September 1, 2021
I may have been living in the moment a little too much this summer (see previous post). I didn’t write as much as I should have. Not recording them for posterity feels like a betrayal of the wonderful experiences I’ve had lately. But it’s also true that writing can feel forced if it’s, well, forced. Instead of trying to record these things right as they happen, I’ll see what kind of writing they help generate over time.
What experiences do I mean? I love my communities, both those based on physical location and those based on interest. There are a handful of events happening within them each week during the summer. However, most of these have come and gone without my attending.
It’s not that I don’t like the offerings. Certainly, I like knowing that I could attend if I wanted to. But it seems that the pandemic has redefined what it means to have a good time. (Or maybe I’m just developing my own brand of introversion.)
Before 2020, an “event” was something created by an organization, scheduled ahead of time, and held away from home with a group of strangers. This was the kind of event I missed during the pandemic, and which it felt so sweet to return to this year.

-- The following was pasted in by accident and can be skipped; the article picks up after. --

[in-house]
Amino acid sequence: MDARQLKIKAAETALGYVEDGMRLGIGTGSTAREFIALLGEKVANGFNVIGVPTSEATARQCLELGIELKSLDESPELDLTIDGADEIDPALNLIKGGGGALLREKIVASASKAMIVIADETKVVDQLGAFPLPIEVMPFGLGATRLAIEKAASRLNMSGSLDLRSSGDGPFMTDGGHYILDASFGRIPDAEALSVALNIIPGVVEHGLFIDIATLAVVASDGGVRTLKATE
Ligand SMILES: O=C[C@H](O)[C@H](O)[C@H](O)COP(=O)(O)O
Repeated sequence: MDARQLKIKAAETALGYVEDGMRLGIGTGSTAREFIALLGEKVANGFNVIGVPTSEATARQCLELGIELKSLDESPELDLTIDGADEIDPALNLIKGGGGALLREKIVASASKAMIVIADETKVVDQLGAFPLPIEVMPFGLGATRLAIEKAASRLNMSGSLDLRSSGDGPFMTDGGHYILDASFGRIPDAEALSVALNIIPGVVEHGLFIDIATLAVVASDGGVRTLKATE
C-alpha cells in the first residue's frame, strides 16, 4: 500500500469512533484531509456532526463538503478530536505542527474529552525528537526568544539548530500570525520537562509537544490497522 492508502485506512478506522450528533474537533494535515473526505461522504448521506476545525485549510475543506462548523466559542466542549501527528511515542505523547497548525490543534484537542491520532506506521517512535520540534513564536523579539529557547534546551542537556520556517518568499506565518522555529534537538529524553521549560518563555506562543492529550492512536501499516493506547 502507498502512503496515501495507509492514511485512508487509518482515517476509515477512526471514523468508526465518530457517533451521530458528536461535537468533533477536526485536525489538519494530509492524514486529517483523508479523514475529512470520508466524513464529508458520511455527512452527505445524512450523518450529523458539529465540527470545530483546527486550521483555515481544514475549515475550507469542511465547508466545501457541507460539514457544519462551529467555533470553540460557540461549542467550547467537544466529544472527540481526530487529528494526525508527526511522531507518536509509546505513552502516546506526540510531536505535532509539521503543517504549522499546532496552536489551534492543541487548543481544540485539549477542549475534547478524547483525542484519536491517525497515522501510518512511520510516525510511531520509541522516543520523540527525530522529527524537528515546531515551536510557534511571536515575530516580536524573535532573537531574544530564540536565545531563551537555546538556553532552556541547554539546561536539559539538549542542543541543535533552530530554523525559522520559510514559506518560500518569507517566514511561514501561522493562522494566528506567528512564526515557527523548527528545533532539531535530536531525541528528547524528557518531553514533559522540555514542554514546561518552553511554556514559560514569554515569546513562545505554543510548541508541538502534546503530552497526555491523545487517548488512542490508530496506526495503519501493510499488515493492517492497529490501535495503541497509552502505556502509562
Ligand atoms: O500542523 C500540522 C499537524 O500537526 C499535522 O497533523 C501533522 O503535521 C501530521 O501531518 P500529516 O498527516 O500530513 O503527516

I can still appreciate these, but I’m leaving more blank spots on my calendar these days. A spontaneous dinner at a friend’s house, or morning coffee on my balcony, is “event” enough to keep my social brain happy. And if I choose to spend the day alone, I no longer feel like I’ve missed out. I have become less dependent on organizations to plan my day, choosing to rely on myself and the people close to me. This gives me more time to pursue inward-focused activities like reading, music practice, and — yes — writing.
Maybe I’ll get to record my experiences after all.